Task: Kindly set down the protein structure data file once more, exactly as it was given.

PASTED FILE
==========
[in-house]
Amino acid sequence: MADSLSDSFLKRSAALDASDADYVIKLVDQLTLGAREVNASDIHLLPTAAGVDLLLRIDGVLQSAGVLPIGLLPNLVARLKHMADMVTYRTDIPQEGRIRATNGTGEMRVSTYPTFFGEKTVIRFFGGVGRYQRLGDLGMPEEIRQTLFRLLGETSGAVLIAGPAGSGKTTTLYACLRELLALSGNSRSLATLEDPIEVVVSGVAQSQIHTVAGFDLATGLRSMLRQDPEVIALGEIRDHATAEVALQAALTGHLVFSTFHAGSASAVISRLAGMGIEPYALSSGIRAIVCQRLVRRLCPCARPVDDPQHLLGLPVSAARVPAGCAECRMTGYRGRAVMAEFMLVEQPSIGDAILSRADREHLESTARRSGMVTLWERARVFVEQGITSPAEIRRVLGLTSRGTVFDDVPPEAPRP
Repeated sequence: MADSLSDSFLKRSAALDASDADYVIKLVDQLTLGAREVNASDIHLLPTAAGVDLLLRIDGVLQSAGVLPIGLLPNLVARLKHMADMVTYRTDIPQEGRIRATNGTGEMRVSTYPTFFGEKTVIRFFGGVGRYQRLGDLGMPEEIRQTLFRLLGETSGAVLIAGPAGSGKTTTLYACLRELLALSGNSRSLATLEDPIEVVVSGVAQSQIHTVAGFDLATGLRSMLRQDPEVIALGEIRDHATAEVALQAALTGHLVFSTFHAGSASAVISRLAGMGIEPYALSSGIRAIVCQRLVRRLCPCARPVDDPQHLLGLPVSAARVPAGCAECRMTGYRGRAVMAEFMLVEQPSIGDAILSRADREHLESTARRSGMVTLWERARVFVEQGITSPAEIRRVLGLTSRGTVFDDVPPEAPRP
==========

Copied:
[in-house]
Amino acid sequence: MADSLSDSFLKRSAALDASDADYVIKLVDQLTLGAREVNASDIHLLPTAAGVDLLLRIDGVLQSAGVLPIGLLPNLVARLKHMADMVTYRTDIPQEGRIRATNGTGEMRVSTYPTFFGEKTVIRFFGGVGRYQRLGDLGMPEEIRQTLFRLLGETSGAVLIAGPAGSGKTTTLYACLRELLALSGNSRSLATLEDPIEVVVSGVAQSQIHTVAGFDLATGLRSMLRQDPEVIALGEIRDHATAEVALQAALTGHLVFSTFHAGSASAVISRLAGMGIEPYALSSGIRAIVCQRLVRRLCPCARPVDDPQHLLGLPVSAARVPAGCAECRMTGYRGRAVMAEFMLVEQPSIGDAILSRADREHLESTARRSGMVTLWERARVFVEQGITSPAEIRRVLGLTSRGTVFDDVPPEAPRP
Repeated sequence: MADSLSDSFLKRSAALDASDADYVIKLVDQLTLGAREVNASDIHLLPTAAGVDLLLRIDGVLQSAGVLPIGLLPNLVARLKHMADMVTYRTDIPQEGRIRATNGTGEMRVSTYPTFFGEKTVIRFFGGVGRYQRLGDLGMPEEIRQTLFRLLGETSGAVLIAGPAGSGKTTTLYACLRELLALSGNSRSLATLEDPIEVVVSGVAQSQIHTVAGFDLATGLRSMLRQDPEVIALGEIRDHATAEVALQAALTGHLVFSTFHAGSASAVISRLAGMGIEPYALSSGIRAIVCQRLVRRLCPCARPVDDPQHLLGLPVSAARVPAGCAECRMTGYRGRAVMAEFMLVEQPSIGDAILSRADREHLESTARRSGMVTLWERARVFVEQGITSPAEIRRVLGLTSRGTVFDDVPPEAPRP